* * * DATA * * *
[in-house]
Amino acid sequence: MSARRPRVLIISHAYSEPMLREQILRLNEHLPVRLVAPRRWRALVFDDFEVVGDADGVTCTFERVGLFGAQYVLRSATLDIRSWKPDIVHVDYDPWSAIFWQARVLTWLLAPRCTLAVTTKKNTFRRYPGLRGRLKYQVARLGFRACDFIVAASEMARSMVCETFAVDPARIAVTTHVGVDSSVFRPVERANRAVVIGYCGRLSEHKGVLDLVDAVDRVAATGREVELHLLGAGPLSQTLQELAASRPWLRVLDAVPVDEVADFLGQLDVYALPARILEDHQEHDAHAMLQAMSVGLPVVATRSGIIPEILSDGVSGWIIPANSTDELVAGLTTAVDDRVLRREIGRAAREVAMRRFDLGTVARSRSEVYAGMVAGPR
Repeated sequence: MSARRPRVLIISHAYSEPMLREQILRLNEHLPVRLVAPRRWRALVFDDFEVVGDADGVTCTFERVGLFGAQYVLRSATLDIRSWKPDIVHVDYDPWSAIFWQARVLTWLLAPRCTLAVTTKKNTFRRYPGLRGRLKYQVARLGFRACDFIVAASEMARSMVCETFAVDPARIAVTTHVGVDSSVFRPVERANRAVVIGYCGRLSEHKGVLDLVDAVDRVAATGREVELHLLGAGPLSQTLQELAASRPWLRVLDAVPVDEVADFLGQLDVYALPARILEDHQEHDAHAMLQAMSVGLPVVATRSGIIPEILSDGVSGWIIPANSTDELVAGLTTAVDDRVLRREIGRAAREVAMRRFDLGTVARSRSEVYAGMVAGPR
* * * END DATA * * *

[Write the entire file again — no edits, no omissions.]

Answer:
[in-house]
Amino acid sequence: MSARRPRVLIISHAYSEPMLREQILRLNEHLPVRLVAPRRWRALVFDDFEVVGDADGVTCTFERVGLFGAQYVLRSATLDIRSWKPDIVHVDYDPWSAIFWQARVLTWLLAPRCTLAVTTKKNTFRRYPGLRGRLKYQVARLGFRACDFIVAASEMARSMVCETFAVDPARIAVTTHVGVDSSVFRPVERANRAVVIGYCGRLSEHKGVLDLVDAVDRVAATGREVELHLLGAGPLSQTLQELAASRPWLRVLDAVPVDEVADFLGQLDVYALPARILEDHQEHDAHAMLQAMSVGLPVVATRSGIIPEILSDGVSGWIIPANSTDELVAGLTTAVDDRVLRREIGRAAREVAMRRFDLGTVARSRSEVYAGMVAGPR
Repeated sequence: MSARRPRVLIISHAYSEPMLREQILRLNEHLPVRLVAPRRWRALVFDDFEVVGDADGVTCTFERVGLFGAQYVLRSATLDIRSWKPDIVHVDYDPWSAIFWQARVLTWLLAPRCTLAVTTKKNTFRRYPGLRGRLKYQVARLGFRACDFIVAASEMARSMVCETFAVDPARIAVTTHVGVDSSVFRPVERANRAVVIGYCGRLSEHKGVLDLVDAVDRVAATGREVELHLLGAGPLSQTLQELAASRPWLRVLDAVPVDEVADFLGQLDVYALPARILEDHQEHDAHAMLQAMSVGLPVVATRSGIIPEILSDGVSGWIIPANSTDELVAGLTTAVDDRVLRREIGRAAREVAMRRFDLGTVARSRSEVYAGMVAGPR